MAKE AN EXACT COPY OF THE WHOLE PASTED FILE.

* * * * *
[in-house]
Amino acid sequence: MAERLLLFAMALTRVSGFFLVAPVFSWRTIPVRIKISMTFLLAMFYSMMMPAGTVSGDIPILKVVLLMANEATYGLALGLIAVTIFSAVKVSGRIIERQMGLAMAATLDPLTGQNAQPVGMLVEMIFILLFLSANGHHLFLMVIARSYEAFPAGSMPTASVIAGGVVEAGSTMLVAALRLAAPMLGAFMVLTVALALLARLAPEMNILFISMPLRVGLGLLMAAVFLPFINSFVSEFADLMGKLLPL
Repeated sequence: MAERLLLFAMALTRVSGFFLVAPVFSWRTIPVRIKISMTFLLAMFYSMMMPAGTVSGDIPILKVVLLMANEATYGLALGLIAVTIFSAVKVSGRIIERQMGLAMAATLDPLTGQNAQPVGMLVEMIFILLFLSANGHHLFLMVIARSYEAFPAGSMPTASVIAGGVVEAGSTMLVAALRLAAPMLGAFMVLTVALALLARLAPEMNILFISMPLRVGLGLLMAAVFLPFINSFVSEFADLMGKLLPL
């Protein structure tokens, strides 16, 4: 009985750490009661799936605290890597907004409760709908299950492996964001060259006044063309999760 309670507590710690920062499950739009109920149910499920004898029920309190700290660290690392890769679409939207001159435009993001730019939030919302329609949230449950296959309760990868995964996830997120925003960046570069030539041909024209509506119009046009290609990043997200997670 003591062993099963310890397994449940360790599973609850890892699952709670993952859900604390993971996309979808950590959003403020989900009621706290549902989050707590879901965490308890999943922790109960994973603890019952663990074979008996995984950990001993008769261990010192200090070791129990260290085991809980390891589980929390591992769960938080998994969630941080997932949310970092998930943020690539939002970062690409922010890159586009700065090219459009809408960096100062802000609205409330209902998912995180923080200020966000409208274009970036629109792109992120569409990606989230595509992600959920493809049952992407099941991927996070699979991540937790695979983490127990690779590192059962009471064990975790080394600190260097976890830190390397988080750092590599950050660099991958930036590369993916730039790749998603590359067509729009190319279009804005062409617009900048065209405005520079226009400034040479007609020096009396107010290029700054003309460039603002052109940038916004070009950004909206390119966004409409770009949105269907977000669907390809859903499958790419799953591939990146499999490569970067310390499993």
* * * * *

[in-house]
Amino acid sequence: MAERLLLFAMALTRVSGFFLVAPVFSWRTIPVRIKISMTFLLAMFYSMMMPAGTVSGDIPILKVVLLMANEATYGLALGLIAVTIFSAVKVSGRIIERQMGLAMAATLDPLTGQNAQPVGMLVEMIFILLFLSANGHHLFLMVIARSYEAFPAGSMPTASVIAGGVVEAGSTMLVAALRLAAPMLGAFMVLTVALALLARLAPEMNILFISMPLRVGLGLLMAAVFLPFINSFVSEFADLMGKLLPL
Repeated sequence: MAERLLLFAMALTRVSGFFLVAPVFSWRTIPVRIKISMTFLLAMFYSMMMPAGTVSGDIPILKVVLLMANEATYGLALGLIAVTIFSAVKVSGRIIERQMGLAMAATLDPLTGQNAQPVGMLVEMIFILLFLSANGHHLFLMVIARSYEAFPAGSMPTASVIAGGVVEAGSTMLVAALRLAAPMLGAFMVLTVALALLARLAPEMNILFISMPLRVGLGLLMAAVFLPFINSFVSEFADLMGKLLPL
């Protein structure tokens, strides 16, 4: 009985750490009661799936605290890597907004409760709908299950492996964001060259006044063309999760 309670507590710690920062499950739009109920149910499920004898029920309190700290660290690392890769679409939207001159435009993001730019939030919302329609949230449950296959309760990868995964996830997120925003960046570069030539041909024209509506119009046009290609990043997200997670 003591062993099963310890397994449940360790599973609850890892699952709670993952859900604390993971996309979808950590959003403020989900009621706290549902989050707590879901965490308890999943922790109960994973603890019952663990074979008996995984950990001993008769261990010192200090070791129990260290085991809980390891589980929390591992769960938080998994969630941080997932949310970092998930943020690539939002970062690409922010890159586009700065090219459009809408960096100062802000609205409330209902998912995180923080200020966000409208274009970036629109792109992120569409990606989230595509992600959920493809049952992407099941991927996070699979991540937790695979983490127990690779590192059962009471064990975790080394600190260097976890830190390397988080750092590599950050660099991958930036590369993916730039790749998603590359067509729009190319279009804005062409617009900048065209405005520079226009400034040479007609020096009396107010290029700054003309460039603002052109940038916004070009950004909206390119966004409409770009949105269907977000669907390809859903499958790419799953591939990146499999490569970067310390499993």